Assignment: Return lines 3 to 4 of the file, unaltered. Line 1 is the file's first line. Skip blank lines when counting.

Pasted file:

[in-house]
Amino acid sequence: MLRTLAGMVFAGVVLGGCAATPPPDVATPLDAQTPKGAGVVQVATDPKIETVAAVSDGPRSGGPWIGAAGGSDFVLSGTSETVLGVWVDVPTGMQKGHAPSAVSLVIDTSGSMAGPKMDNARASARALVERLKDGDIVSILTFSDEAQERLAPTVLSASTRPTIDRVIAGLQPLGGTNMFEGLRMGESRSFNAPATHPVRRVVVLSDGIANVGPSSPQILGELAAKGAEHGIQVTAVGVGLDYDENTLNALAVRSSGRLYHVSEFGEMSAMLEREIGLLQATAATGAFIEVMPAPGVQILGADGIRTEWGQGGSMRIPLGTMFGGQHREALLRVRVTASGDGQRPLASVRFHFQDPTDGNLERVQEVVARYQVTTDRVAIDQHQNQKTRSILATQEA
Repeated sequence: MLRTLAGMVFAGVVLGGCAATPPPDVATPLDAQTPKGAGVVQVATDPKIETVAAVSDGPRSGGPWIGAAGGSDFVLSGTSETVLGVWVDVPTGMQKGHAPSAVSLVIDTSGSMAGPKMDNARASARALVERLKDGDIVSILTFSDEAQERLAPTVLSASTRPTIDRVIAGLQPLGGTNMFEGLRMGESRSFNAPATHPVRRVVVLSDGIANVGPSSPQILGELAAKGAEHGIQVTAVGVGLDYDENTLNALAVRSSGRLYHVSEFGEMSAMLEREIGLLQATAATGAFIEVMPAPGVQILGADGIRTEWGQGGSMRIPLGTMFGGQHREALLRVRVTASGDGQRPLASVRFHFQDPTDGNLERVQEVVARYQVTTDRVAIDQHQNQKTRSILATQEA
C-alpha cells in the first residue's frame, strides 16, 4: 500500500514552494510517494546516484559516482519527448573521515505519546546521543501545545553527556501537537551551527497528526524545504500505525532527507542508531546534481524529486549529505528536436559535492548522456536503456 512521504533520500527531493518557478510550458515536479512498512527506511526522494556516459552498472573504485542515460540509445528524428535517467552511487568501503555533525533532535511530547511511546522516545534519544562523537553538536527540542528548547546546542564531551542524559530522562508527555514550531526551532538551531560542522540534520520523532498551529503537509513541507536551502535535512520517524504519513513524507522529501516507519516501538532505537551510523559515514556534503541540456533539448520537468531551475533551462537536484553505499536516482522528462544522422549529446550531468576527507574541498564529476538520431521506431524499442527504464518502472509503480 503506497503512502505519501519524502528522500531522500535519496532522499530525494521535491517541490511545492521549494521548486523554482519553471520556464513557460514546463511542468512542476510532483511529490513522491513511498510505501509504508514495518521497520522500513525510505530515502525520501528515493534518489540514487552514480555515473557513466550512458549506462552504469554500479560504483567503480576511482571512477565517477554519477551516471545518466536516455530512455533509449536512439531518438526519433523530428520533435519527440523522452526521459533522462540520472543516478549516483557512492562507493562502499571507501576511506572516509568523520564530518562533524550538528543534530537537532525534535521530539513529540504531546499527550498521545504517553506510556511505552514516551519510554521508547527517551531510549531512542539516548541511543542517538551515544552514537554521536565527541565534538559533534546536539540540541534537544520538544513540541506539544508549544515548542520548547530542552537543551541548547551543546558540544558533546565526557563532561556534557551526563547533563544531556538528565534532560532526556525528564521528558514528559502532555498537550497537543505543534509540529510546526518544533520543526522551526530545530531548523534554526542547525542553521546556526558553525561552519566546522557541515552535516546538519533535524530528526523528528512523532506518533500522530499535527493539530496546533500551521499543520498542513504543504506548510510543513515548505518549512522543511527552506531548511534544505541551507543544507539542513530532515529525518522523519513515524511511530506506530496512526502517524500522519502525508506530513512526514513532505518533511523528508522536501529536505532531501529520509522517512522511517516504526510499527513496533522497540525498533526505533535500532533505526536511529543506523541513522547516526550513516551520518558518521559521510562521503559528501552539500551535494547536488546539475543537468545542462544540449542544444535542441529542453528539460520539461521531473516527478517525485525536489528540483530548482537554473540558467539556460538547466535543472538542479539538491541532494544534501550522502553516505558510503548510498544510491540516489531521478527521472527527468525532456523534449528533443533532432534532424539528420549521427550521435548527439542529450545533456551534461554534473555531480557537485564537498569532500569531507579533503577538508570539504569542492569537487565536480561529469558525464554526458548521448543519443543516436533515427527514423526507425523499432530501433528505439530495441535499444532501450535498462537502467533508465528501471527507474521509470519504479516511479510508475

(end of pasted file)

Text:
Repeated sequence: MLRTLAGMVFAGVVLGGCAATPPPDVATPLDAQTPKGAGVVQVATDPKIETVAAVSDGPRSGGPWIGAAGGSDFVLSGTSETVLGVWVDVPTGMQKGHAPSAVSLVIDTSGSMAGPKMDNARASARALVERLKDGDIVSILTFSDEAQERLAPTVLSASTRPTIDRVIAGLQPLGGTNMFEGLRMGESRSFNAPATHPVRRVVVLSDGIANVGPSSPQILGELAAKGAEHGIQVTAVGVGLDYDENTLNALAVRSSGRLYHVSEFGEMSAMLEREIGLLQATAATGAFIEVMPAPGVQILGADGIRTEWGQGGSMRIPLGTMFGGQHREALLRVRVTASGDGQRPLASVRFHFQDPTDGNLERVQEVVARYQVTTDRVAIDQHQNQKTRSILATQEA
C-alpha cells in the first residue's frame, strides 16, 4: 500500500514552494510517494546516484559516482519527448573521515505519546546521543501545545553527556501537537551551527497528526524545504500505525532527507542508531546534481524529486549529505528536436559535492548522456536503456 512521504533520500527531493518557478510550458515536479512498512527506511526522494556516459552498472573504485542515460540509445528524428535517467552511487568501503555533525533532535511530547511511546522516545534519544562523537553538536527540542528548547546546542564531551542524559530522562508527555514550531526551532538551531560542522540534520520523532498551529503537509513541507536551502535535512520517524504519513513524507522529501516507519516501538532505537551510523559515514556534503541540456533539448520537468531551475533551462537536484553505499536516482522528462544522422549529446550531468576527507574541498564529476538520431521506431524499442527504464518502472509503480 503506497503512502505519501519524502528522500531522500535519496532522499530525494521535491517541490511545492521549494521548486523554482519553471520556464513557460514546463511542468512542476510532483511529490513522491513511498510505501509504508514495518521497520522500513525510505530515502525520501528515493534518489540514487552514480555515473557513466550512458549506462552504469554500479560504483567503480576511482571512477565517477554519477551516471545518466536516455530512455533509449536512439531518438526519433523530428520533435519527440523522452526521459533522462540520472543516478549516483557512492562507493562502499571507501576511506572516509568523520564530518562533524550538528543534530537537532525534535521530539513529540504531546499527550498521545504517553506510556511505552514516551519510554521508547527517551531510549531512542539516548541511543542517538551515544552514537554521536565527541565534538559533534546536539540540541534537544520538544513540541506539544508549544515548542520548547530542552537543551541548547551543546558540544558533546565526557563532561556534557551526563547533563544531556538528565534532560532526556525528564521528558514528559502532555498537550497537543505543534509540529510546526518544533520543526522551526530545530531548523534554526542547525542553521546556526558553525561552519566546522557541515552535516546538519533535524530528526523528528512523532506518533500522530499535527493539530496546533500551521499543520498542513504543504506548510510543513515548505518549512522543511527552506531548511534544505541551507543544507539542513530532515529525518522523519513515524511511530506506530496512526502517524500522519502525508506530513512526514513532505518533511523528508522536501529536505532531501529520509522517512522511517516504526510499527513496533522497540525498533526505533535500532533505526536511529543506523541513522547516526550513516551520518558518521559521510562521503559528501552539500551535494547536488546539475543537468545542462544540449542544444535542441529542453528539460520539461521531473516527478517525485525536489528540483530548482537554473540558467539556460538547466535543472538542479539538491541532494544534501550522502553516505558510503548510498544510491540516489531521478527521472527527468525532456523534449528533443533532432534532424539528420549521427550521435548527439542529450545533456551534461554534473555531480557537485564537498569532500569531507579533503577538508570539504569542492569537487565536480561529469558525464554526458548521448543519443543516436533515427527514423526507425523499432530501433528505439530495441535499444532501450535498462537502467533508465528501471527507474521509470519504479516511479510508475